The most-read Guardian Business stories of 2018
1 Stock market turmoil 6/2/2018
Another marathon business blog by Graeme Wearden topped the list of our most-read articles this year, charting the panic selling that swept through global markets after a week in which $4tn (£3.2tn) was wiped off share values.
2 Iceland’s Christmas TV ad rejected for being political
Forget the John Lewis Christmas ad, it was Iceland’s festive campaign that grabbed the headlines this year. A rebadged animated short film from Greenpeace, it featured the destruction of an orangutan’s rainforest habitat at the hands of palm oil growers, but was pulled from TV after being deemed to breach political advertising rules.
3 Ex-Trump adviser sold steel shares days before tariffs
In March, major Trump supporter Carl Icahn showed inspired timing in his $31m sale of shares in a company heavily dependent on steel imports. He started selling just days before the president slapped a 25% tariff on steel imports, which sent shares in Manitowoc Company tumbling.
4 Monsanto to pay $289m as jury rules weedkiller caused cancer
A 46-year-old former groundskeeper won a major victory against Monsanto, as a jury decided that the company’s Roundup weedkiller had caused his cancer, and that Monsanto had failed to warn him of the health hazards from exposure to the chemicals.
5 Ryanair: cabin baggage rule change
Ryanair’s cabin baggage rules got even more complicated, as the budget airline ruled that passengers would no longer be allowed to take small suitcases on its planes for free. Ryanair said most of its customers would be unaffected by the change.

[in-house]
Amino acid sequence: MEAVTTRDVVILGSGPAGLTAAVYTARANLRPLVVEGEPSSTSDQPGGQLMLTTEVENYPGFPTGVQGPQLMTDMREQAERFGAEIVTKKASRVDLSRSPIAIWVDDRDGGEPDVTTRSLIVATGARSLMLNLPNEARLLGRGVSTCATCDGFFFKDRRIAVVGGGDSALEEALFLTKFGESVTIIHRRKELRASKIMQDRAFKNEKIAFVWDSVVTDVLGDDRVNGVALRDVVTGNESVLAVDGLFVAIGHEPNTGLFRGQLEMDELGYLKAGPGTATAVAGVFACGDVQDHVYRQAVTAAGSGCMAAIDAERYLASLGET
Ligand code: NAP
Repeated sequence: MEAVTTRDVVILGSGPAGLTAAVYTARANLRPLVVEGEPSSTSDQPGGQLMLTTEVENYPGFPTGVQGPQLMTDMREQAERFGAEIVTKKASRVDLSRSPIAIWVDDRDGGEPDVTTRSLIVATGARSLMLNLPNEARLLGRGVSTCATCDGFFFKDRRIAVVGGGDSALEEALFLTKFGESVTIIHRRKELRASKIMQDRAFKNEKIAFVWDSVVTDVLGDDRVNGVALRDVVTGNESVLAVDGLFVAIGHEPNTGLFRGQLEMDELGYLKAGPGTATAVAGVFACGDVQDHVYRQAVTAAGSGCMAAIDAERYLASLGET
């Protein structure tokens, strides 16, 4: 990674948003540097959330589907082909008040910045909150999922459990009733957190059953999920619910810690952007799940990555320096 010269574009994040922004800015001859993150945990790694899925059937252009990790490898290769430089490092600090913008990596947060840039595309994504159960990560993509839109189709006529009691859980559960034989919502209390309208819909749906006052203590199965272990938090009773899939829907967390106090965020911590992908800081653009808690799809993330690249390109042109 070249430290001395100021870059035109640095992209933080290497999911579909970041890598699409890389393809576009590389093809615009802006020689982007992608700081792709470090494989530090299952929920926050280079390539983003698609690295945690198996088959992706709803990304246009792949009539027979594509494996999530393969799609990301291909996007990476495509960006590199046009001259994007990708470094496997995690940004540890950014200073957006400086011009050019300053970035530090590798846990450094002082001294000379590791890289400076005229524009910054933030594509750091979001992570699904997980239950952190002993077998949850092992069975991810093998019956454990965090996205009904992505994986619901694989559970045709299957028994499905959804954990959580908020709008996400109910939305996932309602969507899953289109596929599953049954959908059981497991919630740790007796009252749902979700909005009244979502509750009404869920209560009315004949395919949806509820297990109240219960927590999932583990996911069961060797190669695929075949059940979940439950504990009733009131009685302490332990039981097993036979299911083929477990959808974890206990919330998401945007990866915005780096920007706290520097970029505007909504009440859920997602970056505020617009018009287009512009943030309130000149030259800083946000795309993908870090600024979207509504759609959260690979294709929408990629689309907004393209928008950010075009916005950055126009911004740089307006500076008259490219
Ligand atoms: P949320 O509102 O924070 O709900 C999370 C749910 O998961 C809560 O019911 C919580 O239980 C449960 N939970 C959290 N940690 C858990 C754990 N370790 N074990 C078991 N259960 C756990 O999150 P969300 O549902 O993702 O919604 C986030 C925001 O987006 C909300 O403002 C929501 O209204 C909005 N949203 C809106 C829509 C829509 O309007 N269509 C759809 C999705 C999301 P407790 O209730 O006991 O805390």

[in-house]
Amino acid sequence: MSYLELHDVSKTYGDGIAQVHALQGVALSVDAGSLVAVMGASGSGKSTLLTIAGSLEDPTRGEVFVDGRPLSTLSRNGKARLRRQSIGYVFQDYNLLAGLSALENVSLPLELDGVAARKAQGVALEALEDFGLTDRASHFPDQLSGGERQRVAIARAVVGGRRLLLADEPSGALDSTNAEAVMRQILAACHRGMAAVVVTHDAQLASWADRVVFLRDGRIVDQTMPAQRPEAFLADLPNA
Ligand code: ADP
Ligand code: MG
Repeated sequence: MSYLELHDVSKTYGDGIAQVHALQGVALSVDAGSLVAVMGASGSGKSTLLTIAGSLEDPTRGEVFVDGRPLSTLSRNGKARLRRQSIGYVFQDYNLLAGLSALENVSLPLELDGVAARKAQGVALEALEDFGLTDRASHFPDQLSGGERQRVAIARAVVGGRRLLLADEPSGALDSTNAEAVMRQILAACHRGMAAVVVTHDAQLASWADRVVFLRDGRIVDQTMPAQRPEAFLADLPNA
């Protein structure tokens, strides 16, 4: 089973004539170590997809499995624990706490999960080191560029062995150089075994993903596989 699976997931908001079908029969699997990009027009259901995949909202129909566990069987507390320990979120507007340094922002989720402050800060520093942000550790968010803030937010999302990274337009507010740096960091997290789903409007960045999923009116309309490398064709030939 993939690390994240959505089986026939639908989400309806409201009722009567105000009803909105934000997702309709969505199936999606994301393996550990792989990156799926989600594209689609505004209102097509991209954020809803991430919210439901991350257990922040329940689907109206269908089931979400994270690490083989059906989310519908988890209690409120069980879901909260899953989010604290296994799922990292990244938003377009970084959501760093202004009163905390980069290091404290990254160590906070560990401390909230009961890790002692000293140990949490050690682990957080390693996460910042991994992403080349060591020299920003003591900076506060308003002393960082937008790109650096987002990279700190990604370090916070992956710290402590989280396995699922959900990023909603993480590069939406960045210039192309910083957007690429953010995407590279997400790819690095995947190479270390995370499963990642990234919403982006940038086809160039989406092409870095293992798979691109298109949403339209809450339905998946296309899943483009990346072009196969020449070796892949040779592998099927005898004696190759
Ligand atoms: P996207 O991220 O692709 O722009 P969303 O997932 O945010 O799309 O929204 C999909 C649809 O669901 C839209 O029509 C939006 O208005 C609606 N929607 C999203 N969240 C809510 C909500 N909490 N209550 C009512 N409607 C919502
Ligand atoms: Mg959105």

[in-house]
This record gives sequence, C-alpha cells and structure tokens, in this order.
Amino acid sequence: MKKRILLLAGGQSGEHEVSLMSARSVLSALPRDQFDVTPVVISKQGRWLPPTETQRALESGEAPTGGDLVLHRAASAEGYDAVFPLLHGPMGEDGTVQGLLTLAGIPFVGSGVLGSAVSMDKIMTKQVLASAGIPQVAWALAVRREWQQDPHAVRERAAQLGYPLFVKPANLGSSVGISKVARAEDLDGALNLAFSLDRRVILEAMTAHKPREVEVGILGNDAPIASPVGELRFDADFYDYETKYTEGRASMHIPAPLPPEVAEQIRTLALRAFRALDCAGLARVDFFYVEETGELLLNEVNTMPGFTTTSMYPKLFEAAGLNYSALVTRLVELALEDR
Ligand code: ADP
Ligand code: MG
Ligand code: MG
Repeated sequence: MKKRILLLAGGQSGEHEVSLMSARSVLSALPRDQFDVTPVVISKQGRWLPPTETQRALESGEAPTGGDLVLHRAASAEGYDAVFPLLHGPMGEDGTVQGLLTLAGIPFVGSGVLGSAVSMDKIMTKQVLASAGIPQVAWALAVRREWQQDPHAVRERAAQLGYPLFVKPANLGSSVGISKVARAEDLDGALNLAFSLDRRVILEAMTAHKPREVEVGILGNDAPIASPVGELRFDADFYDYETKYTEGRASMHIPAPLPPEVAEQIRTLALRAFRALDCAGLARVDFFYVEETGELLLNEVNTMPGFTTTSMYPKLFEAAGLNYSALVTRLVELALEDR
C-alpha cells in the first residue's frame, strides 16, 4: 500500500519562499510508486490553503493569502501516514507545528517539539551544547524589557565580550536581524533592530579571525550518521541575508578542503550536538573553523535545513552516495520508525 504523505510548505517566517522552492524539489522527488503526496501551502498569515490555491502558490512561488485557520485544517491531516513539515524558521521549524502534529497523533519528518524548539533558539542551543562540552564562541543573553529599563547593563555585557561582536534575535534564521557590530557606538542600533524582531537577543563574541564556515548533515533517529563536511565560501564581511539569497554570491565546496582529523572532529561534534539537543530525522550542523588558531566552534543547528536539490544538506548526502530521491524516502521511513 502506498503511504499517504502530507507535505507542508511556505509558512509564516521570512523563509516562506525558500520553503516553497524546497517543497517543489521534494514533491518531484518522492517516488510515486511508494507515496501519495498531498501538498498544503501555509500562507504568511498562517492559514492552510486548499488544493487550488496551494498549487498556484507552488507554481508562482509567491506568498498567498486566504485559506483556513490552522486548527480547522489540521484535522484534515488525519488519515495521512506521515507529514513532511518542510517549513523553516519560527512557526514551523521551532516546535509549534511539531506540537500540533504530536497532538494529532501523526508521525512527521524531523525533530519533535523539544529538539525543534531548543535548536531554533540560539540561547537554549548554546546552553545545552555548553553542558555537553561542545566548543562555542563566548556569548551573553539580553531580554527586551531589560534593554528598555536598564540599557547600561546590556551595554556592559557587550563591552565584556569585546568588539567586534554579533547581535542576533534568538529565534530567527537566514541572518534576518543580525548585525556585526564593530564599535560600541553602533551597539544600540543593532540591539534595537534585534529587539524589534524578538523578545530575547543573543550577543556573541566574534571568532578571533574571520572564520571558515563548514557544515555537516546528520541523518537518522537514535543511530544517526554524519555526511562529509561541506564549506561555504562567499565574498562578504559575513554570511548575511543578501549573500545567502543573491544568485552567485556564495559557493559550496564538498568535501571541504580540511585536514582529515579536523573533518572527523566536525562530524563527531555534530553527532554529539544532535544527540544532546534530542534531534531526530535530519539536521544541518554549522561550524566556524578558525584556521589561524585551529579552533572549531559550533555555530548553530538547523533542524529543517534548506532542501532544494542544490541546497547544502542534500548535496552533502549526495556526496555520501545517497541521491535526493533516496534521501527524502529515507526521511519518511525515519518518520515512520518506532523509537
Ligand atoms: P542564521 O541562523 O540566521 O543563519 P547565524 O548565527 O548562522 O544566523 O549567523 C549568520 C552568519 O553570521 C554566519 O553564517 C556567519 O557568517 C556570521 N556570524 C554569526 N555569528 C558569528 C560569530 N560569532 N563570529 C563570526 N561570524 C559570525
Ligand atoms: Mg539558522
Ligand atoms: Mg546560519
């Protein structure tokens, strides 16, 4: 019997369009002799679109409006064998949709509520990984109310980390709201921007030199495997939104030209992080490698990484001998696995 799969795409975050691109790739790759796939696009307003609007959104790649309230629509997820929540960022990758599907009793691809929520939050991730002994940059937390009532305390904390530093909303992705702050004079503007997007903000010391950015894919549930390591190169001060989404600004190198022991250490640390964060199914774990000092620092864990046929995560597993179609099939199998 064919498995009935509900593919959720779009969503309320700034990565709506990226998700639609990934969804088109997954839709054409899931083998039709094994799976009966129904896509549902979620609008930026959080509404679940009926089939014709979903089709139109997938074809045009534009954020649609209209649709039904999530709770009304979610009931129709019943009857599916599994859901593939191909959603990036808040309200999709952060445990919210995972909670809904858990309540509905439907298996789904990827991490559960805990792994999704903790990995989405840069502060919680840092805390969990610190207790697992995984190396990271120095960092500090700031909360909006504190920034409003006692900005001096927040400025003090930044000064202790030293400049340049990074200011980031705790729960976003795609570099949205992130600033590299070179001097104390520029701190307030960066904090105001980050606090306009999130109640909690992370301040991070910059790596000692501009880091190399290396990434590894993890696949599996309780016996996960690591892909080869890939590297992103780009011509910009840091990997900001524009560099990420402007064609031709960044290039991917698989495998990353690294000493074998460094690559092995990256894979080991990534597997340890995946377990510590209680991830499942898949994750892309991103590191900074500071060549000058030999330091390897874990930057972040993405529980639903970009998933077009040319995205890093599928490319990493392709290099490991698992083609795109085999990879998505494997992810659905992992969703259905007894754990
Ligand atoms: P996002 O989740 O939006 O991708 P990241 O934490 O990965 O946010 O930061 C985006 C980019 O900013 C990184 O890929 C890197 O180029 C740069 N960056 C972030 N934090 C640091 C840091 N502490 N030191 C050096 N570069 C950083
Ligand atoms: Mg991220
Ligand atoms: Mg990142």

6 Tesco opens discount store Jack’s to take on Lidl and Aldi
Jack’s, named after Tesco founder Jack Cohen, was launched in September as part of the fightback by Britain’s biggest retailer against the German discounters Aldi and Lidl.
7 Where to get the best UK Black Friday deals
The US-inspired Black Friday shopping frenzy is now an established part of the UK retail calendar. At first, some store groups remained aloof from the price-cutting but most joined in, despite the damage to their margins.
8 UK running out of gas, warns National Grid
Plummeting temperatures in March prompted a warning from National Grid that the UK would not have enough gas to meet public demand. The public were told to cook and use their heating as normal, but industrial users would bear the brunt of the shortage.
9 Stock markets dive as Trump attacks ‘crazy’ US rate hikes
October is traditionally a nervy month for markets and this year was no exception. The spark for the slide in global shares was President Trump’s description of the Federal Reserve’s interest rate rises as “crazy”.
10 London property prices fall 15% as Brexit effect deepens
Brexit continued to take its toll, particularly in the once-booming London property market. Figures from one of Britain’s biggest estate agency chains showed prices in parts of the capital had fallen by up to 15% over the past year.
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